Alternative investments started to enter the mainstream after the market crash five years ago, and they remain a popular choice for many financial advisors and institutions, according to a survey released Monday by Morningstar Inc. and Barron’s magazine.
Investors increasingly are accessing alternatives through mutual funds––alternative mutual funds had inflows of $19.7 billion last year, while Morningstar estimates that $7.6 billion flowed out of single-strategy hedge funds from among the hedge funds in its database.
"Institutional investors are starting to see alternative mutual funds as substitutes for hedge funds, and more financial advisors are incorporating these liquid, transparent investments into their client portfolios," says Nadia Papagiannis, Morningstar’s director of alternative funds research.
The survey found that both advisors and institutions said they seek alternatives primarily for diversification/low correlation and enhanced risk-adjusted returns.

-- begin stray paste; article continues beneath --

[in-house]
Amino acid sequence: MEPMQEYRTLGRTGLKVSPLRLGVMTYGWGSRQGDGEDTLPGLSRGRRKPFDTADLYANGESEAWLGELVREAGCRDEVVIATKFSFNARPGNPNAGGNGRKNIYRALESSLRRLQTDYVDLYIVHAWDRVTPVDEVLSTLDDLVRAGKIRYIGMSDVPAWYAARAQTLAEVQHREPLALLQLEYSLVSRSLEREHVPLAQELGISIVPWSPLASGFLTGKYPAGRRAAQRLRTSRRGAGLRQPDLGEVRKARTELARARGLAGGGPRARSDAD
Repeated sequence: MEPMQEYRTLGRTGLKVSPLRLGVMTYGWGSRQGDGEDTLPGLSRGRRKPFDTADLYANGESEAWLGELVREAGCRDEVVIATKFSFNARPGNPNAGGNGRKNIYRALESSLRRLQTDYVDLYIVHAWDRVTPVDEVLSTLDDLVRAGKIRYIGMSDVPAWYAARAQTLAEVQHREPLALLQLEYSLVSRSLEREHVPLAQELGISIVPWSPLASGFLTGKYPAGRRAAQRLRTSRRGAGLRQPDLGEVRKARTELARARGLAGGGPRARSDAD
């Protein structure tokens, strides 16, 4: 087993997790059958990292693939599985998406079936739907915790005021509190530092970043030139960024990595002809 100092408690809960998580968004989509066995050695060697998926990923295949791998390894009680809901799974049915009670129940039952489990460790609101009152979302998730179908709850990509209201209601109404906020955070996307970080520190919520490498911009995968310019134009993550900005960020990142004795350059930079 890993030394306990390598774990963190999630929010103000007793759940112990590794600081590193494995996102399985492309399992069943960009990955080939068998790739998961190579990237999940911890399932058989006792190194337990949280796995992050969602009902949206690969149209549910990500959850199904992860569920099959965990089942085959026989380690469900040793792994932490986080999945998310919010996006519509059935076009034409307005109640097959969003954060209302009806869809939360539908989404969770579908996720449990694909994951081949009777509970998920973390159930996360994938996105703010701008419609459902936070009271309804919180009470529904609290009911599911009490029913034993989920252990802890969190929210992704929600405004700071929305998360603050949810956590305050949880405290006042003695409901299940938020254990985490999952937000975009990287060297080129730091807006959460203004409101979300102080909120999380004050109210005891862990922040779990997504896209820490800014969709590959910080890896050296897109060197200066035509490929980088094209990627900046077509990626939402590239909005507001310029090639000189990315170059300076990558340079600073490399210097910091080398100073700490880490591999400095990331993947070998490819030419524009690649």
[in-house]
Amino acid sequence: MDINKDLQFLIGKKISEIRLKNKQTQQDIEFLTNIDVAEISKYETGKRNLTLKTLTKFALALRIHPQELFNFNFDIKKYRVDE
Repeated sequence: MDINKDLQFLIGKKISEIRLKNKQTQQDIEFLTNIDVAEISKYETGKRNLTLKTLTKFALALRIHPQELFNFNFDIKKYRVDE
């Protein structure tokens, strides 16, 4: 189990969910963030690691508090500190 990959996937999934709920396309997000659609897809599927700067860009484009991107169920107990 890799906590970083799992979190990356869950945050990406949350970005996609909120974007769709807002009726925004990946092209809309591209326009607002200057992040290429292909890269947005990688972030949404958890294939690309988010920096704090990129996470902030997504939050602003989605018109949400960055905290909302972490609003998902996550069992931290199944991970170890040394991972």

Among the survey’s findings, advisors expressed strong interest in yield-producing alternatives. In addition, 63 percent of advisors said they allocated somewhere between 6 percent and 20 percent of their clients‘ portfolios to alternative investments, while15% of advisors anticipated allocating more than 20 percent to alternative investments over the next five years.
But both advisors and institutions said high fees were the top reason to hesitate about investing in alternatives, followed by liquidity and transparency concerns. Thirty percent of advisors cited uncertain benefits as another cause for pause, and 22 percent listed lack of clarity on how alternatives work within a portfolio framework.
The survey from Morningstar and Barron’s was their fifth-annual look at how advisors and institutions use and perceive alternative investments. The survey received responses from 235 institutions and 471 financial advisors in March 2013.